An update

April 17, 2017

It’s been a while since I’ve updated. I had a bit of a set-back where chemo was concerned and it had to be cut short. I was having trouble tolerating the Taxol and was having really bad neuropathy in my hands and feet and ended up in the hospital twice with SVTS in the high […]

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I don’t want to get my hopes up…

February 8, 2017

It appears my hair might be growing back! Now, I don’t want to get too excited. A. It’s coming in VERY slowly. B. Only about 40% of patients on Taxol have their hair grow back while on treatments. But, it does look like it’s coming in. In some spots. And more special, some is snow […]

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What would you do with it?

January 20, 2017

Lately I’ve kind-of been feeling like I just don’t care about certain things in life anymore and I think it’s p*ssing people off. They aren’t exactly saying that I’m angering them, but I can see it in their faces and honestly I’m definitely not in that fake-it-til-you-make-it kind of mood. I have cancer. And you […]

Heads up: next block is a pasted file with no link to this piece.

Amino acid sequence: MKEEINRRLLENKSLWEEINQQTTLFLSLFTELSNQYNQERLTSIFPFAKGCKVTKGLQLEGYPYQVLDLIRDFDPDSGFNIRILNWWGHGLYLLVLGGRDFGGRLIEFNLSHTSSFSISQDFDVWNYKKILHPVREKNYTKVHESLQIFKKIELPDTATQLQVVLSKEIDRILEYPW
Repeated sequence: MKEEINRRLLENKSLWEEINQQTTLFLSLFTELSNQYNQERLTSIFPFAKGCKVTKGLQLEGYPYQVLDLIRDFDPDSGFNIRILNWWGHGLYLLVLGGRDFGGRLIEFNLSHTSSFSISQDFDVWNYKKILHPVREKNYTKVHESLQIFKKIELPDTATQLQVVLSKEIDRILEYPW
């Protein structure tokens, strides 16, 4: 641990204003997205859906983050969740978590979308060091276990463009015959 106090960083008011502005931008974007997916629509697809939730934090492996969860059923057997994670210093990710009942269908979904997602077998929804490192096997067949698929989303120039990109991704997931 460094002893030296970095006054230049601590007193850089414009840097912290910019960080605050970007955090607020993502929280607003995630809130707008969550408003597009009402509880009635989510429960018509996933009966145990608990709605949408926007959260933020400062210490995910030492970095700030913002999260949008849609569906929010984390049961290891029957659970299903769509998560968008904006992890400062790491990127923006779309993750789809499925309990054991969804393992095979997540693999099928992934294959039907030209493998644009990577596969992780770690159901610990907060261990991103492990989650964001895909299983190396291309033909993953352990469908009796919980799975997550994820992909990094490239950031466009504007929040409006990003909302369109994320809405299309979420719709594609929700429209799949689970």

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Untitled. Because I can’t find the right words

January 18, 2017

I’d love to say I’m always positive, but the truth is, I’m definitely not. There are definitely moments, like tonight, where for no reason, I get pre-occupied with “why me?” Wasn’t it enough to have skin cancer? Twice? Or a cheating ex-husband that I forgave and took back after he got the woman pregnant only […]

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From the mouths of babes

January 16, 2017

Pretty much all the honest truth telling in the world is done by children. ~ Oliver Wendell Holmes *My daughter Emma has decided to share some of her feelings about cancer. Please leave her comments and I will read them with her. PS I did edit for grammar and punctuation but left her words as […]